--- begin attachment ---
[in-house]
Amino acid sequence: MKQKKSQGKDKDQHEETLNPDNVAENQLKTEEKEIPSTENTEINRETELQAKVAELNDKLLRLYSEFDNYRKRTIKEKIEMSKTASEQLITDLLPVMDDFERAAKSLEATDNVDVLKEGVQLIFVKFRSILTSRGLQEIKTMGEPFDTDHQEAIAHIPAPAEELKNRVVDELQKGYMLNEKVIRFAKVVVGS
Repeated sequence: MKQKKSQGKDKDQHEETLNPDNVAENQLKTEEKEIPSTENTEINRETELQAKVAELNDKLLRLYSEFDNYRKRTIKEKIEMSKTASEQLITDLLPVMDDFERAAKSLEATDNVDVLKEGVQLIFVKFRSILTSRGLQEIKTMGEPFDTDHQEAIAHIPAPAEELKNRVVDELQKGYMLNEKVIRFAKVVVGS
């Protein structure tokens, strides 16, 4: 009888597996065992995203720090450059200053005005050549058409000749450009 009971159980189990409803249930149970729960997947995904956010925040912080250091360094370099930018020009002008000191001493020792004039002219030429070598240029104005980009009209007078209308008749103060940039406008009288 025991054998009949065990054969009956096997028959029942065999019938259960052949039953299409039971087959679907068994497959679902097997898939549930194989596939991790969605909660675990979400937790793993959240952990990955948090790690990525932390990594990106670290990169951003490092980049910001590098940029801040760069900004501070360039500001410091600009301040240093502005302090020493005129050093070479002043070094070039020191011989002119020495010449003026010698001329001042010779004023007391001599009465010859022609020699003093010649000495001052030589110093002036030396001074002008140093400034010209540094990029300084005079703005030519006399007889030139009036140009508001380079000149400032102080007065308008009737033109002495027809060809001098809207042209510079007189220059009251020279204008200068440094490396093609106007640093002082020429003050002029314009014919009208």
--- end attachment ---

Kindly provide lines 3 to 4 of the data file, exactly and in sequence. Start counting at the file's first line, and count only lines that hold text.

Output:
Repeated sequence: MKQKKSQGKDKDQHEETLNPDNVAENQLKTEEKEIPSTENTEINRETELQAKVAELNDKLLRLYSEFDNYRKRTIKEKIEMSKTASEQLITDLLPVMDDFERAAKSLEATDNVDVLKEGVQLIFVKFRSILTSRGLQEIKTMGEPFDTDHQEAIAHIPAPAEELKNRVVDELQKGYMLNEKVIRFAKVVVGS
């Protein structure tokens, strides 16, 4: 009888597996065992995203720090450059200053005005050549058409000749450009 009971159980189990409803249930149970729960997947995904956010925040912080250091360094370099930018020009002008000191001493020792004039002219030429070598240029104005980009009209007078209308008749103060940039406008009288 025991054998009949065990054969009956096997028959029942065999019938259960052949039953299409039971087959679907068994497959679902097997898939549930194989596939991790969605909660675990979400937790793993959240952990990955948090790690990525932390990594990106670290990169951003490092980049910001590098940029801040760069900004501070360039500001410091600009301040240093502005302090020493005129050093070479002043070094070039020191011989002119020495010449003026010698001329001042010779004023007391001599009465010859022609020699003093010649000495001052030589110093002036030396001074002008140093400034010209540094990029300084005079703005030519006399007889030139009036140009508001380079000149400032102080007065308008009737033109002495027809060809001098809207042209510079007189220059009251020279204008200068440094490396093609106007640093002082020429003050002029314009014919009208």